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#207885 18-Jan-2017 11:54
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From the American organization "National Association of Homebuilders"

Year and average square meters of new homes

1950 -- 91 Sq meter
1970 -- 139
1990 -- 193
2013 -- 249

"nearly half, 48%, had 4 or more bedrooms
35% had 3 or more full bathrooms
22% had a garage for at least 3 cars
60% were 2-stories."

The median income of new house buyers was NZ $149,205 (probably two incomes)

http://eyeonhousing.org/2014/02/why-are-new-homes-getting-so-big-look-at-whos-buying-them/


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  #1705182 18-Jan-2017 12:36
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I think you'll find that Australia is #2, then NZ at #3 position for building on average the largest houses.

 

 

 

 


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  #1705183 18-Jan-2017 12:39
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Fred99:

 

I think you'll find that Australia is #2, then NZ at #3 position for building on average the largest houses.

 

 

I very much doubt that TBH, assuming apartments/flats are excluded

 

edit: did some research

 

(based on 2009 data) Australia have the largest, followed by the USA

 

http://shrinkthatfootprint.com/how-big-is-a-house

 

NZ data not present but

 

https://www.qv.co.nz/resources/news/article?blogId=61

 

indicates 149m2 (2011 data) - so we are about 5th versus the data in the first site


 
 
 
 


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  #1705185 18-Jan-2017 12:41
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How do you measure the area of a two-storey house? Do you double it, or just take the base figure and say that it has two storeys?

 

For reference, my 1974 place has a base area of 161 m², and is two storeys.


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  #1705186 18-Jan-2017 12:47
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Behodar:

 

How do you measure the area of a two-storey house? Do you double it, or just take the base figure and say that it has two storeys?

 

For reference, my 1974 place has a base area of 161 m², and is two storeys.

 

 

 

 

Ahh neither of those?

 

There is more than one way, but you can do it on a room by room basis.


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  #1705188 18-Jan-2017 12:53
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Top storys are usually smaller thanks to hight to boundary limitations, so doubling the slab size wouldnt help much.





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  #1705211 18-Jan-2017 13:31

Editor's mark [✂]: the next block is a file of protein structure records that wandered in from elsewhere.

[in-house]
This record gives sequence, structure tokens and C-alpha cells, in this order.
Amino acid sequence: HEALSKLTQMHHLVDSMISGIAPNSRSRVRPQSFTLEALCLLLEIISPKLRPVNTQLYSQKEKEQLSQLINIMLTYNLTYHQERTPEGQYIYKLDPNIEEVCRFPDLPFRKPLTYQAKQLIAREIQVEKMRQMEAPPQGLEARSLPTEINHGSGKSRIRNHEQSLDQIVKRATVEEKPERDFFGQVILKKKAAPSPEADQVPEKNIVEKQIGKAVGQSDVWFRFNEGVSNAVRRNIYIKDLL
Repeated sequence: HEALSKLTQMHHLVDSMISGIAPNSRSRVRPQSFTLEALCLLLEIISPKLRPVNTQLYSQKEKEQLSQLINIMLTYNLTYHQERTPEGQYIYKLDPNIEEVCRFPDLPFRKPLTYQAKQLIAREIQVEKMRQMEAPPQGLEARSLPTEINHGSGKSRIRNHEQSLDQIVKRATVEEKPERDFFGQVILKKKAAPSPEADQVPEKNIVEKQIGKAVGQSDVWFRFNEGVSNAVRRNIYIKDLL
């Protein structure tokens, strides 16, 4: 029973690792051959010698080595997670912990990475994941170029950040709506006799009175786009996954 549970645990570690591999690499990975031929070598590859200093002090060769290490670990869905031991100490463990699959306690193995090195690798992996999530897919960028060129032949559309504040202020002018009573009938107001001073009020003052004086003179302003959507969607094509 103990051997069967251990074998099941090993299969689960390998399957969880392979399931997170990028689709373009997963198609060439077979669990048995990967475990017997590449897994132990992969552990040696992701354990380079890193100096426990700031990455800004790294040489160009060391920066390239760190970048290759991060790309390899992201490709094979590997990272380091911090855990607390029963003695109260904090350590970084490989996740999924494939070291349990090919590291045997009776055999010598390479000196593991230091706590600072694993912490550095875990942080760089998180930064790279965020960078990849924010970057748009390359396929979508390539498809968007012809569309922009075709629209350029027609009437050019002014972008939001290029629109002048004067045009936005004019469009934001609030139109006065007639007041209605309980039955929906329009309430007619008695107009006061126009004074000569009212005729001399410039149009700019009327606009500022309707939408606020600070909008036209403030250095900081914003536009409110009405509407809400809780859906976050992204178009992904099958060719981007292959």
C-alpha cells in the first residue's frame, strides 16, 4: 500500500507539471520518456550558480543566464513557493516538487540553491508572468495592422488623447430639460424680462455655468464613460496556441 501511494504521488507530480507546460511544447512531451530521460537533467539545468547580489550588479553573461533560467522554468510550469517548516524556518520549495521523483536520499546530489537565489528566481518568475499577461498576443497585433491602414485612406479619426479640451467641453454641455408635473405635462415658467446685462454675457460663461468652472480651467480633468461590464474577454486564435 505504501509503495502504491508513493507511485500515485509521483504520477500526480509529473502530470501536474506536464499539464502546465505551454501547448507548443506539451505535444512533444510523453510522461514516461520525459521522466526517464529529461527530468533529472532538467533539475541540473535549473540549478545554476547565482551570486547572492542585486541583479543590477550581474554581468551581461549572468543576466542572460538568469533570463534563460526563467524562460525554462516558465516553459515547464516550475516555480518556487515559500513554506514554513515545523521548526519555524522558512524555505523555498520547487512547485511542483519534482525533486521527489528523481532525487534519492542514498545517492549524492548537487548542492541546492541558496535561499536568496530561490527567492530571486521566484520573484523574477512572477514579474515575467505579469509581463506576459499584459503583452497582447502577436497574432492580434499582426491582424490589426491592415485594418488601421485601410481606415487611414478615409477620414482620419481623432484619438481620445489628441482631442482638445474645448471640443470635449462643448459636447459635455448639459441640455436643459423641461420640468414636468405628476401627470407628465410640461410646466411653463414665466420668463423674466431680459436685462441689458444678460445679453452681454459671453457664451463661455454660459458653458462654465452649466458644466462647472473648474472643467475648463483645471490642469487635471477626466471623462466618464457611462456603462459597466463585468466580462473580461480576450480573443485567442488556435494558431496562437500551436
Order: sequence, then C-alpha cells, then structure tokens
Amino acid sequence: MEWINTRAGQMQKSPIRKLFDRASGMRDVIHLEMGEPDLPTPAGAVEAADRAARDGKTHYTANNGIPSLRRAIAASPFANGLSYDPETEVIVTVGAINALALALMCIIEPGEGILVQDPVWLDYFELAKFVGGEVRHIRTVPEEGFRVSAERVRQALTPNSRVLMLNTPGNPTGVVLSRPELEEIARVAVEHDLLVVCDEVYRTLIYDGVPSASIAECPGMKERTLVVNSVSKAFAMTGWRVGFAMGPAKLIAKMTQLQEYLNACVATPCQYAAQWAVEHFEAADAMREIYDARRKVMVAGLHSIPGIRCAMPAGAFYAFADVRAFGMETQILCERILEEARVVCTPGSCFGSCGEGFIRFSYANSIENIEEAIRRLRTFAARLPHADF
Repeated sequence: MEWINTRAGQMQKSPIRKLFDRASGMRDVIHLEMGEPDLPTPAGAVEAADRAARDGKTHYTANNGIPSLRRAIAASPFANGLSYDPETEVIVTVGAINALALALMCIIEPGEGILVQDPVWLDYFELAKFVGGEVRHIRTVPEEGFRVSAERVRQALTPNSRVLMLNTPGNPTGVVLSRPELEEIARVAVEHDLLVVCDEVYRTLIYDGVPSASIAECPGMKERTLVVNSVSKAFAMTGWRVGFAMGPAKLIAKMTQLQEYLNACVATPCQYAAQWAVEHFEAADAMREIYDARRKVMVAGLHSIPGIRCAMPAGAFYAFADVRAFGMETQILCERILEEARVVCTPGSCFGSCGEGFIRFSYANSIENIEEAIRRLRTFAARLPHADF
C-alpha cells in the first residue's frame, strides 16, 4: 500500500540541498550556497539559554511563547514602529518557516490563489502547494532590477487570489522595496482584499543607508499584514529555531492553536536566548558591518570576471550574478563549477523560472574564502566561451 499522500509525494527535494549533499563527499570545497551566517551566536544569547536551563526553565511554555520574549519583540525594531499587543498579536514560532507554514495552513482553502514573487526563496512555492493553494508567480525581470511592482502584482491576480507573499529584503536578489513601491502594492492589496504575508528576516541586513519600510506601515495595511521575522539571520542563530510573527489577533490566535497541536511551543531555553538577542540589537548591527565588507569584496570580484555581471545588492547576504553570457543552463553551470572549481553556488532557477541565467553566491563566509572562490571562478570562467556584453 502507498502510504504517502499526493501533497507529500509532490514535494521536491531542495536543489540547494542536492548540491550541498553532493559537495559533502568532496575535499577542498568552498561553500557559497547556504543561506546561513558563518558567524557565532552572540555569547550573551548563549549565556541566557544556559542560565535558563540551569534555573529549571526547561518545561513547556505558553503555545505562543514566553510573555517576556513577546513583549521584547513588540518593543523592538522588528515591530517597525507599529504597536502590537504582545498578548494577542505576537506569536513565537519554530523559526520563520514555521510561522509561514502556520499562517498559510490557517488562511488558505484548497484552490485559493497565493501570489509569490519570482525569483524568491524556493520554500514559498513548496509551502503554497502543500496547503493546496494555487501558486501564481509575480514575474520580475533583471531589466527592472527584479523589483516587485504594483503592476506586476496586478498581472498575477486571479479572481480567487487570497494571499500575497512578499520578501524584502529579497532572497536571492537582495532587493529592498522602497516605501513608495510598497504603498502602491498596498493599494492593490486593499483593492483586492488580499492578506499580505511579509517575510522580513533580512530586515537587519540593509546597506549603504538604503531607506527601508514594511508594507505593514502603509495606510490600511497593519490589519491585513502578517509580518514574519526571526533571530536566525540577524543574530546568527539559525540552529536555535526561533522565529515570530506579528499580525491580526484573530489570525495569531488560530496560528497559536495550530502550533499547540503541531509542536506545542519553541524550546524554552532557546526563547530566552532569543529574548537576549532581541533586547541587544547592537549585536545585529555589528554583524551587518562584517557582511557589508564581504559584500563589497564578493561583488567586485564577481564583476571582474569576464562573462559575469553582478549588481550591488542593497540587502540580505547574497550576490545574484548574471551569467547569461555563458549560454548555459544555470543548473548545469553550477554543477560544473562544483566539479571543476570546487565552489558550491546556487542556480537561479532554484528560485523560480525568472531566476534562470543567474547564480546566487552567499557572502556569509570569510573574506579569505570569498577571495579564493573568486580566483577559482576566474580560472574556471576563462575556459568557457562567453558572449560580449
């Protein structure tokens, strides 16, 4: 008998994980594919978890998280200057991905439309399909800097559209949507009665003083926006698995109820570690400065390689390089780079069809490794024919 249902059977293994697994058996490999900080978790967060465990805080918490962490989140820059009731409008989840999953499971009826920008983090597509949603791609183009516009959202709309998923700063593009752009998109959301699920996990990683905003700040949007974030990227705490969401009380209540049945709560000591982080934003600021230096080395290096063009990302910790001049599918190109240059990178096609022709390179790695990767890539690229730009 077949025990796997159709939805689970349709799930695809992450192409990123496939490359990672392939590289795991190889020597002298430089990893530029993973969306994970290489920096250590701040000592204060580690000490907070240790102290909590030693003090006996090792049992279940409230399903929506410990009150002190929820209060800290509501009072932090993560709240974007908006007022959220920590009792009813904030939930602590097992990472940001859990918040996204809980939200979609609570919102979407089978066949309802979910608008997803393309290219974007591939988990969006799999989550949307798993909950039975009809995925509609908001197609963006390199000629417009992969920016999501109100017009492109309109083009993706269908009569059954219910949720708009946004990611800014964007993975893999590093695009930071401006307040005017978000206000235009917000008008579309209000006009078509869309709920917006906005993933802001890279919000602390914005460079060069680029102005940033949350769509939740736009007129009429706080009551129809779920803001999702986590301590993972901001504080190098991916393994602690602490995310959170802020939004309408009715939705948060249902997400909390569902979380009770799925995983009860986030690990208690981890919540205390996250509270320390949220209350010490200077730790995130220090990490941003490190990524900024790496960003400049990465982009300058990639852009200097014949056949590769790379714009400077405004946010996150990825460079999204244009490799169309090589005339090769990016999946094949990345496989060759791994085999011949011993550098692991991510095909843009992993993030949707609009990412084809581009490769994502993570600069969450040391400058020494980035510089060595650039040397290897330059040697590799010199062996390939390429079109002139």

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For a two level house. You just calculate the floor areas of both floors and total them

 

CAD software will do it for you at the design stage. If the house is already built you can do it with a tape measure.





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  #1705212 18-Jan-2017 13:38
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I probably didn't phrase that too well - but you've both answered my question :)

 

I was thinking more from a "reporting" perspective rather than physical area, but it looks like they're one and the same. My place is therefore closer to 235 m², or 170 if you exclude the internal garage.


 
 
 
 


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  #1705213 18-Jan-2017 13:44
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Behodar:

 

I probably didn't phrase that too well - but you've both answered my question :)

 

I was thinking more from a "reporting" perspective rather than physical area, but it looks like they're one and the same. My place is therefore closer to 235 m², or 170 if you exclude the internal garage.

 

 

You put a laundry tub in the garage so you can include it ;)





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  #1705228 18-Jan-2017 14:21
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Behodar:

 

I probably didn't phrase that too well - but you've both answered my question :)

 

I was thinking more from a "reporting" perspective rather than physical area, but it looks like they're one and the same. My place is therefore closer to 235 m², or 170 if you exclude the internal garage.

 

 

 

 

If the garage is internal then it is included in the calculation when quoting floor area.